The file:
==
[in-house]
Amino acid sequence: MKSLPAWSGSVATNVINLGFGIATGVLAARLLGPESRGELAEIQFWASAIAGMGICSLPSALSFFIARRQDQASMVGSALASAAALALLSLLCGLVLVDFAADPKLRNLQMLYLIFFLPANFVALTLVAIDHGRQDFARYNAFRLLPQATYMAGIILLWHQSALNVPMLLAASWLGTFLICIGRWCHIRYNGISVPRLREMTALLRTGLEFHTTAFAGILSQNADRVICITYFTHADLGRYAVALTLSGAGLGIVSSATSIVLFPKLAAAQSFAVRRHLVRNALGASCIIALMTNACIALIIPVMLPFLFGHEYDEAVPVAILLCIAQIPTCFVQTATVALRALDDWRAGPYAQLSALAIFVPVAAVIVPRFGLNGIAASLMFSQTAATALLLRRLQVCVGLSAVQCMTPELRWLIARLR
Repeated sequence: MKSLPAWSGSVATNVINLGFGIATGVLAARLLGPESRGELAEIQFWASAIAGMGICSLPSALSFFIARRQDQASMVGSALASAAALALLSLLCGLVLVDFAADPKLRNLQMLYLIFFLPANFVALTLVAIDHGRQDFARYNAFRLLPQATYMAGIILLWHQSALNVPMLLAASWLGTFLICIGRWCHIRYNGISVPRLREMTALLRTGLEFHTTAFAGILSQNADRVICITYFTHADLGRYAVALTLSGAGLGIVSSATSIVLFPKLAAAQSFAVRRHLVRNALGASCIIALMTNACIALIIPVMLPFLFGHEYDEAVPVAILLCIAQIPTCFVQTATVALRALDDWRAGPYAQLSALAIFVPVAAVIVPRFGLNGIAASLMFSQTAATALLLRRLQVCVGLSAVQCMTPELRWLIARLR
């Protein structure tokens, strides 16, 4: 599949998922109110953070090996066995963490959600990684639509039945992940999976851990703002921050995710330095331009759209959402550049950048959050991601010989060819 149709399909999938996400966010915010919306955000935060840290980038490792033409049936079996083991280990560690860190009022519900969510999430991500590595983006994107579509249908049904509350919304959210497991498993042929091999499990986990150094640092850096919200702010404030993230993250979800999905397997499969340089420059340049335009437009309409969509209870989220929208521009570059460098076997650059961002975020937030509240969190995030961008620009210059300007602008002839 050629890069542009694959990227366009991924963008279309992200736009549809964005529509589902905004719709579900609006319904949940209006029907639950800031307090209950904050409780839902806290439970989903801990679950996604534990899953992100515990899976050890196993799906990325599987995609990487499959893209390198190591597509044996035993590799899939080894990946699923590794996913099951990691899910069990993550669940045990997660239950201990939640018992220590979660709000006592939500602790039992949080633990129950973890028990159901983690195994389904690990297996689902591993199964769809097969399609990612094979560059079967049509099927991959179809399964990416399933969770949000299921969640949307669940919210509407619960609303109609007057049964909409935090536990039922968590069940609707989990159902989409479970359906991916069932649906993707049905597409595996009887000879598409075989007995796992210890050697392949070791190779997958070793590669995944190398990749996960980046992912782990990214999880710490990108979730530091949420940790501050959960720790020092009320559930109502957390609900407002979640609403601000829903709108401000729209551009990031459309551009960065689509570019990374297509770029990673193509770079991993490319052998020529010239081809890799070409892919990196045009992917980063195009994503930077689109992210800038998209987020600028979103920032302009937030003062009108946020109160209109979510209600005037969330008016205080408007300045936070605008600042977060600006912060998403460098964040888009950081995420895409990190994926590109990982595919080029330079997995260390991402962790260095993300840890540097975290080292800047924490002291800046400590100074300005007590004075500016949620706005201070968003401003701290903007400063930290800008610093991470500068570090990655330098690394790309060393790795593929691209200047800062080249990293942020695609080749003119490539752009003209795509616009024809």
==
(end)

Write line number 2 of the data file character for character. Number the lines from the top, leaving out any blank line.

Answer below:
Amino acid sequence: MKSLPAWSGSVATNVINLGFGIATGVLAARLLGPESRGELAEIQFWASAIAGMGICSLPSALSFFIARRQDQASMVGSALASAAALALLSLLCGLVLVDFAADPKLRNLQMLYLIFFLPANFVALTLVAIDHGRQDFARYNAFRLLPQATYMAGIILLWHQSALNVPMLLAASWLGTFLICIGRWCHIRYNGISVPRLREMTALLRTGLEFHTTAFAGILSQNADRVICITYFTHADLGRYAVALTLSGAGLGIVSSATSIVLFPKLAAAQSFAVRRHLVRNALGASCIIALMTNACIALIIPVMLPFLFGHEYDEAVPVAILLCIAQIPTCFVQTATVALRALDDWRAGPYAQLSALAIFVPVAAVIVPRFGLNGIAASLMFSQTAATALLLRRLQVCVGLSAVQCMTPELRWLIARLR